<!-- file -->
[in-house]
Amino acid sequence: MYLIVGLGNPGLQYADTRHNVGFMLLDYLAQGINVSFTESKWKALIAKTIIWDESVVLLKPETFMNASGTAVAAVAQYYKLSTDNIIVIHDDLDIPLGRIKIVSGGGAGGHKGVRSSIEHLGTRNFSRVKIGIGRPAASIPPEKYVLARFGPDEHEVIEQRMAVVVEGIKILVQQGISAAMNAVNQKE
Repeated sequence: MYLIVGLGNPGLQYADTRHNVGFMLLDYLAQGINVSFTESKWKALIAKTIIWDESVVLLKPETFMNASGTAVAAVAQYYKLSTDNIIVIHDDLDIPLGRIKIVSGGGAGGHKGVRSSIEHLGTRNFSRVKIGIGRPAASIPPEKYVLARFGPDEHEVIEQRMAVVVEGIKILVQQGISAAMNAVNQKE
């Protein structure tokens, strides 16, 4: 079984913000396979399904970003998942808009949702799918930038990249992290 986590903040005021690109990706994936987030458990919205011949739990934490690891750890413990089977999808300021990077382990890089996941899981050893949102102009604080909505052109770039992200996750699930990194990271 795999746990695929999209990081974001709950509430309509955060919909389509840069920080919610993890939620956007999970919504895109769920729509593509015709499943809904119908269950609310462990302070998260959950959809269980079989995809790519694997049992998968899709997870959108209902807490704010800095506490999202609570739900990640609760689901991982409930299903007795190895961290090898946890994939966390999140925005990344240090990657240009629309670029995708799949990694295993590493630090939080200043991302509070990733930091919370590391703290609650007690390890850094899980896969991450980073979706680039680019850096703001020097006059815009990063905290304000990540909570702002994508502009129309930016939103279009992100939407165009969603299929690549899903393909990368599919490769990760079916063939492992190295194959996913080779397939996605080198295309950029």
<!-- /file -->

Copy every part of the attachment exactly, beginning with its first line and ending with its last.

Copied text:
[in-house]
Amino acid sequence: MYLIVGLGNPGLQYADTRHNVGFMLLDYLAQGINVSFTESKWKALIAKTIIWDESVVLLKPETFMNASGTAVAAVAQYYKLSTDNIIVIHDDLDIPLGRIKIVSGGGAGGHKGVRSSIEHLGTRNFSRVKIGIGRPAASIPPEKYVLARFGPDEHEVIEQRMAVVVEGIKILVQQGISAAMNAVNQKE
Repeated sequence: MYLIVGLGNPGLQYADTRHNVGFMLLDYLAQGINVSFTESKWKALIAKTIIWDESVVLLKPETFMNASGTAVAAVAQYYKLSTDNIIVIHDDLDIPLGRIKIVSGGGAGGHKGVRSSIEHLGTRNFSRVKIGIGRPAASIPPEKYVLARFGPDEHEVIEQRMAVVVEGIKILVQQGISAAMNAVNQKE
């Protein structure tokens, strides 16, 4: 079984913000396979399904970003998942808009949702799918930038990249992290 986590903040005021690109990706994936987030458990919205011949739990934490690891750890413990089977999808300021990077382990890089996941899981050893949102102009604080909505052109770039992200996750699930990194990271 795999746990695929999209990081974001709950509430309509955060919909389509840069920080919610993890939620956007999970919504895109769920729509593509015709499943809904119908269950609310462990302070998260959950959809269980079989995809790519694997049992998968899709997870959108209902807490704010800095506490999202609570739900990640609760689901991982409930299903007795190895961290090898946890994939966390999140925005990344240090990657240009629309670029995708799949990694295993590493630090939080200043991302509070990733930091919370590391703290609650007690390890850094899980896969991450980073979706680039680019850096703001020097006059815009990063905290304000990540909570702002994508502009129309930016939103279009992100939407165009969603299929690549899903393909990368599919490769990760079916063939492992190295194959996913080779397939996605080198295309950029």